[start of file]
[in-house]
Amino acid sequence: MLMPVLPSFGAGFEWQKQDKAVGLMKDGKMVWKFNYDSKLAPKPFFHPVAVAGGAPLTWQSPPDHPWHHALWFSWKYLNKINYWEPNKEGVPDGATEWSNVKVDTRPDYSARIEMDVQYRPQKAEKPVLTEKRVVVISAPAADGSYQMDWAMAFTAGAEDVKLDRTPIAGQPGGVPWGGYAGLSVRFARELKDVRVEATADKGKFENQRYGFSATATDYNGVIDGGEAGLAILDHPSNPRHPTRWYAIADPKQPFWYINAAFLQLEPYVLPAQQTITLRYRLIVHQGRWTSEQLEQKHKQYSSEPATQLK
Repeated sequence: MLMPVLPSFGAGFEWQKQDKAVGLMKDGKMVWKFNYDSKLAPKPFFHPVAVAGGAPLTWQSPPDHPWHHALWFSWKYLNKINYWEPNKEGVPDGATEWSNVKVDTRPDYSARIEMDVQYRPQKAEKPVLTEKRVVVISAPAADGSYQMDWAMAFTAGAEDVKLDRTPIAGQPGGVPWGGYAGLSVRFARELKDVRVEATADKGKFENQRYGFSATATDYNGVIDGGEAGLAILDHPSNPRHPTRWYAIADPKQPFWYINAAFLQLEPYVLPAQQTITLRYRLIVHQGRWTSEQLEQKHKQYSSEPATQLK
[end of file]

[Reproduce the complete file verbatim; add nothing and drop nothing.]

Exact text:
[in-house]
Amino acid sequence: MLMPVLPSFGAGFEWQKQDKAVGLMKDGKMVWKFNYDSKLAPKPFFHPVAVAGGAPLTWQSPPDHPWHHALWFSWKYLNKINYWEPNKEGVPDGATEWSNVKVDTRPDYSARIEMDVQYRPQKAEKPVLTEKRVVVISAPAADGSYQMDWAMAFTAGAEDVKLDRTPIAGQPGGVPWGGYAGLSVRFARELKDVRVEATADKGKFENQRYGFSATATDYNGVIDGGEAGLAILDHPSNPRHPTRWYAIADPKQPFWYINAAFLQLEPYVLPAQQTITLRYRLIVHQGRWTSEQLEQKHKQYSSEPATQLK
Repeated sequence: MLMPVLPSFGAGFEWQKQDKAVGLMKDGKMVWKFNYDSKLAPKPFFHPVAVAGGAPLTWQSPPDHPWHHALWFSWKYLNKINYWEPNKEGVPDGATEWSNVKVDTRPDYSARIEMDVQYRPQKAEKPVLTEKRVVVISAPAADGSYQMDWAMAFTAGAEDVKLDRTPIAGQPGGVPWGGYAGLSVRFARELKDVRVEATADKGKFENQRYGFSATATDYNGVIDGGEAGLAILDHPSNPRHPTRWYAIADPKQPFWYINAAFLQLEPYVLPAQQTITLRYRLIVHQGRWTSEQLEQKHKQYSSEPATQLK